ELF OWL  Microthene whitneyiMicrothene whitneyi

The Elf Owl is a summer resident in the lower Big Bend region of western Texas and deep southern Texas. More observations of this species may indicate it id more abundant than previously thought. The smallest of all owls, measuring only about 13 cm (5 in) in length and weighing 35 to 55 gr (1.2 to 2 oz; BRM). This species may often be overlooked. Elf Owls are usually heard before seen, their puppy-like yelps and churrs can be heard from dusk to dawn during early spring. Two forms are represented in Texas: M. w/ idonea in southern Texas and M. w. whitneyi in western Texas and adjacent northern Mexico. The A.O.U. Checklist (1998) currently recognizes the two forms as conspecific (Pyle 1997) and TBBA records do not differentiate between the two forms.

DISTRIBUTION: In Texas, TBBA data indicates the Elf Owl as a breeding bird in deep south Texas and western Texas, west of the Pecos River. The gaps in breeding and sight records from the western Texas range east to Del Rio and southeast to the Falcon Dam, Sullivan City, Zapata and Bentsen Rio Grande State Park area where records again appear may be due to incomplete coverage in TBBA records. A recent study on the Black Gap Wildlife Management Area in southeastern Brewster County showed range expansion of the Elf Owl northward into the Marathon Basin (BRM). Oberholser (1974) stated “the elf owl inhabits chiefly the Big Bend region”.

Elf Owls also breed in northwest, northeast and Mexico amd is resident in Baja California Sur, Mexico. This owl winters in southwest Mexico from Guerrero to the Rio Balsas drainage  (Howell and Webb 1995).

SEASONAL OCCURRENCE: Elf Owls are migratory,  Males arrive back on breeding grounds in Texas in March (earliest fate February 24, and are followed shortly thereafter by the females. October 1 is the latest date Elf Owls have been observed in western Texas (Wauer 1996).The species is a rare winter resident in the lower Rio Grande valley (Lockwood and Freeman 2004). In western Texas the nesting chronology follows a set pattern: courtship, March and early April; incubation, April to mid May; hatching, mid-May to early June, and fledging from mid-June to mid-July (BRM).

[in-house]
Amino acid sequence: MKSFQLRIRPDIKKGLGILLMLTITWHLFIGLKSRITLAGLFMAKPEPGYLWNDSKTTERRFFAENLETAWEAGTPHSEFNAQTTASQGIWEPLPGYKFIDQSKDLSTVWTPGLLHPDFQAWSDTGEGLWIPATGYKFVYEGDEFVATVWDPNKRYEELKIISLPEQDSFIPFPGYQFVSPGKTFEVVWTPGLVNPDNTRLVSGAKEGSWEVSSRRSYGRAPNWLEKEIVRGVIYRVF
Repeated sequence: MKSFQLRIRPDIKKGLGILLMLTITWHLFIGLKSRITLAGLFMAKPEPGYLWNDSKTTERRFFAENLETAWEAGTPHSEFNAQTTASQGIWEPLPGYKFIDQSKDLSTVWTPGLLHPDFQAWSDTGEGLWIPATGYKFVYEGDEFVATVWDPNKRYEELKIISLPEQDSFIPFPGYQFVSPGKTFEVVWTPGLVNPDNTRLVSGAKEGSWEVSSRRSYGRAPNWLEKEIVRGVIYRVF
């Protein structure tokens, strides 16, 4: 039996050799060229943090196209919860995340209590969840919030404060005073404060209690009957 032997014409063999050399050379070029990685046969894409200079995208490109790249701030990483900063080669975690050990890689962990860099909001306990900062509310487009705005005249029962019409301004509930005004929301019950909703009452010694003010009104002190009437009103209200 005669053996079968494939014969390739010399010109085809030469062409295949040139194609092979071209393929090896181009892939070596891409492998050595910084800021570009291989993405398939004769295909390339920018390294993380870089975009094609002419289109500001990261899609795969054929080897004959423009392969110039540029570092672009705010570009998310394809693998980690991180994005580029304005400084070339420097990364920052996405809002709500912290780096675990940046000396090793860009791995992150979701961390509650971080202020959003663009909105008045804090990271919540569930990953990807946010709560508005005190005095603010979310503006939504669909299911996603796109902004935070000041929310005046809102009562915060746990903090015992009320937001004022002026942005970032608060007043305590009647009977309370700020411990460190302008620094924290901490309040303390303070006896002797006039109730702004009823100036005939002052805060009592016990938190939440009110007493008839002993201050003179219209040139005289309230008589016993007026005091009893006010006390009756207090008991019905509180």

BREEDING HABITAT.  In southern Texas, TBBA records indicate Elf Owls were located in heavily wooded areas along the Rio Grande (latilong 26099) and in mesquite chaparral (latilong 26098). In western Texas, the TBBA records indicate the Elf Owl breeding from pine-oak woodland in the Chisos Mountains (latilong 31104) to low desert elevations (latilong 29103). In the Rio Grande valley Elf Owls breed in subtropical thorn woodland (acacia, mesquite, hackberry), and riparian woodland. They generally use old Ladder-backed (Picoides scalaris) and Golden-fronted (Melanerpes aurijfrons) woodpecker holes. In the Trans-Pecos these owls breed from 1050-1650 m (35000-5000 ft) in lowland desert (acacia, agave), desert- wash woodland (mesquite, acacia, hackberry), river and mountain canyon riparian forest (cottonwood, willow, ash) and adjacent evergreen woodland (oak, pine, juniper). Ladder-backed, Golden-fronted and Acorn (M. formicivorus) woodpecker holes are used. (Henry and Gehlbach 1999). This owl also uses nest boxes except when natural cavities are abundant (BRM).

The Elf Owl female lays an average of 3 (range 1 to 5) white eggs on the bare cavity bottom or wood debris and existing nesting material from other birds. Hatching occurs in about 28 days later and fledging takes place 28 to 33 days later.

STATUS. Elf Owl is an uncommon to locally common summer resident in its range in Texas.  (Lockwood and Freeman 2004). The breeding density in the Santa Ana National Wildlife

Refuge averaged 5.0 pairs/km2 (13 pairs/mi2; Gehlbach 1987) and 0.3 (0.8) in the Guadalupe Mountains National Park (Newman 1979). A documented nesting in Iron County in 2992 is the most northerly recordd for Texas (Lockwood and Freeman 2004).

Text by Bonnie Reynolds McKinney  (Posted with updates 2006).

Texas Breeding Bird Atlas map

Literature cited.

American Ornithologists’ Union. 1998. Checklist of North American birds, 7th ed. Am, Ornithol. Union, Washington, DC.

Henry, S. A. and F. R. Gehlbach. 1999. Elf Owl (Microthene whitneyi). InThe birds of North America, No. 413 (A. Poole and F. Gill, eds.). The Birds of North America, Inc., Philadelphia, PA.

Howell, S. N. G. and S. Webb. 1995. A guide to the birds of Mexico and northern Central America. Oxford University Press, New York.

Ligon, J. D. 1968. The biology of the Elf Owl, Microthene whitneyi. Univ. Mich Mus. Zool. Misc. Publ. 136.

Lockwood, M. W. and B. Freeman. 2004. The TOS handbook of Texas birds. Texas A&M University Press, College Station.

McKinney, B. R. 1996. The use of artificial nest boxes by Elf Owls in western Texas. Pp. 37-39 in Wildlife research highlights 1996. Vol.1. Texas Parks and Wildl. Dept., Austin.

Oberholser, H. C. 1974. The bird life of Texas, Vol. 1. University of Texas Press, Austin.

Pyle, P. 1997. Identification guide to North American birds, part 1. Slate Creek Press, Bolinas, CA.

Wauer, R. H. 1996. A field guide to birds of the big Bend. Gulf Publ., Houston, TX.

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